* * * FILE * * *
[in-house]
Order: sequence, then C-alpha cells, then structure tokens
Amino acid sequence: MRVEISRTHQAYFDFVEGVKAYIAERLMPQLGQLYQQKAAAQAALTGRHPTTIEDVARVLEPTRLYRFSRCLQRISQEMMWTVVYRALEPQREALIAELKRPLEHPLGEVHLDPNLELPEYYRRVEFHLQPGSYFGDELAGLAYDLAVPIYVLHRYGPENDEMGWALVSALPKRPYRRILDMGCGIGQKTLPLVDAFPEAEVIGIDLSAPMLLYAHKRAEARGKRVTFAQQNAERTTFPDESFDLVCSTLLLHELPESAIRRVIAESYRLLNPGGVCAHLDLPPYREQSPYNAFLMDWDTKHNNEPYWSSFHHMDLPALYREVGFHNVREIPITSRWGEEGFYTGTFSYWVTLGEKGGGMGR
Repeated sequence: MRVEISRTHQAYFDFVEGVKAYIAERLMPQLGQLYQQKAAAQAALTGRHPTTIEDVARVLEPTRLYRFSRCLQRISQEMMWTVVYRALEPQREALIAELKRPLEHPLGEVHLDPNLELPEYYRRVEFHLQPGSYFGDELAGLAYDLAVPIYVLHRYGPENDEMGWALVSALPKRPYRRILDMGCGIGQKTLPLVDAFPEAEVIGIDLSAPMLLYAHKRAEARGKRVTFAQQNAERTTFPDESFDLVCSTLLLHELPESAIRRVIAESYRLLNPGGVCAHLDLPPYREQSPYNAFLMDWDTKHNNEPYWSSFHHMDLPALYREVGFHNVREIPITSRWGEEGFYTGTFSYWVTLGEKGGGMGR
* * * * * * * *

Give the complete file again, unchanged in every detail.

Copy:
[in-house]
Order: sequence, then C-alpha cells, then structure tokens
Amino acid sequence: MRVEISRTHQAYFDFVEGVKAYIAERLMPQLGQLYQQKAAAQAALTGRHPTTIEDVARVLEPTRLYRFSRCLQRISQEMMWTVVYRALEPQREALIAELKRPLEHPLGEVHLDPNLELPEYYRRVEFHLQPGSYFGDELAGLAYDLAVPIYVLHRYGPENDEMGWALVSALPKRPYRRILDMGCGIGQKTLPLVDAFPEAEVIGIDLSAPMLLYAHKRAEARGKRVTFAQQNAERTTFPDESFDLVCSTLLLHELPESAIRRVIAESYRLLNPGGVCAHLDLPPYREQSPYNAFLMDWDTKHNNEPYWSSFHHMDLPALYREVGFHNVREIPITSRWGEEGFYTGTFSYWVTLGEKGGGMGR
Repeated sequence: MRVEISRTHQAYFDFVEGVKAYIAERLMPQLGQLYQQKAAAQAALTGRHPTTIEDVARVLEPTRLYRFSRCLQRISQEMMWTVVYRALEPQREALIAELKRPLEHPLGEVHLDPNLELPEYYRRVEFHLQPGSYFGDELAGLAYDLAVPIYVLHRYGPENDEMGWALVSALPKRPYRRILDMGCGIGQKTLPLVDAFPEAEVIGIDLSAPMLLYAHKRAEARGKRVTFAQQNAERTTFPDESFDLVCSTLLLHELPESAIRRVIAESYRLLNPGGVCAHLDLPPYREQSPYNAFLMDWDTKHNNEPYWSSFHHMDLPALYREVGFHNVREIPITSRWGEEGFYTGTFSYWVTLGEKGGGMGR